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Document Type

Campus-Only Access for Five (5) Years

Embargo Period

5-10-2020

Degree Program

Psychology

Degree Type

Master of Science (M.S.)

Year Degree Awarded

2019

Month Degree Awarded

May

Abstract

Aim: A randomized clinical trial demonstrated that responsively adding motivational interviewing (MI) to cognitive-behavioral therapy (CBT) for generalized anxiety disorder (GAD) outperformed CBT alone on long-term worry reduction (Westra et al., 2016). Consistent with MI’s additive aim, this effect was mediated by less patient midtreatment resistance in the integrative treatment (Constantino et al., 2019). Insofar as GAD is marked by interpersonal styles of excessive nonassertiveness and over accommodation, I tested here whether MI-CBT also outperformed CBT, across acute treatment and long-term follow up, on reducing these characteristic interpersonal problems. Moreover, as patient resistance is an interpersonal event for which person-centered MI should, according to theory, be more helpful than directive CBT, I tested if resistance also mediated the expected effect of treatment on the long-term interpersonal outcomes. Method: Eighty-five patients with severe GAD were randomly assigned to 15 sessions of MI-CBT or CBT. Patients completed a measure of interpersonal problems repeatedly through treatment and 12 months of follow up. Independent observers rated patient resistance at a midtreatment session. Results: As expected, structural equation models revealed comparable reductions in nonassertiveness and over accommodation across acute MI-CBT and CBT. Also as predicted, MI-CBT vs. CBT promoted significantly greater reduction in over accommodation problems over long-term follow up; however, this differential effect was only marginally significant for nonassertiveness problems. Finally, as predicted, the treatment effect on the level of both interpersonal problems at 12-month follow up was mediated by less midtreatment resistance in MI-CBT vs. CBT. Discussion: Results support that the benefit of adding MI to CBT for GAD extends to long-term interpersonal change, and they implicate resistance management as a candidate mechanism of this additive effect.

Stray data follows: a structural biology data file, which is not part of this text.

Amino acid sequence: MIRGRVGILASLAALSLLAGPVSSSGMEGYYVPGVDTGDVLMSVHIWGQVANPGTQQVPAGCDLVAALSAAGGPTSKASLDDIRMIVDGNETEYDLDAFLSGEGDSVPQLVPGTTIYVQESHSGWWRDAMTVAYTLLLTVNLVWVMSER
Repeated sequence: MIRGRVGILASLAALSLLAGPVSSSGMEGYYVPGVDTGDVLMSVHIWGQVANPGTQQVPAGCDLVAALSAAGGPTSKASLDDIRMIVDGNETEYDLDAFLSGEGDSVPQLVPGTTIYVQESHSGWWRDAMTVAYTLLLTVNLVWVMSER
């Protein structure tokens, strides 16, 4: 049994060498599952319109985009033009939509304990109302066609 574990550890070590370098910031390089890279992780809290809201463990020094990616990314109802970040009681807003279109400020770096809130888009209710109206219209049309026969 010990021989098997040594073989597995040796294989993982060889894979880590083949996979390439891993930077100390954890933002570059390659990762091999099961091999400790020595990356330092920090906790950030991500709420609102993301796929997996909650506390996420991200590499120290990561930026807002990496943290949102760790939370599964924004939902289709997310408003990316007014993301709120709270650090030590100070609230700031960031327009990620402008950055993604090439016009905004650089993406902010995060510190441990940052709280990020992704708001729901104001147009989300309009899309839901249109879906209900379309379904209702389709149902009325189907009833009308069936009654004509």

First Advisor

Michael J. Constantino

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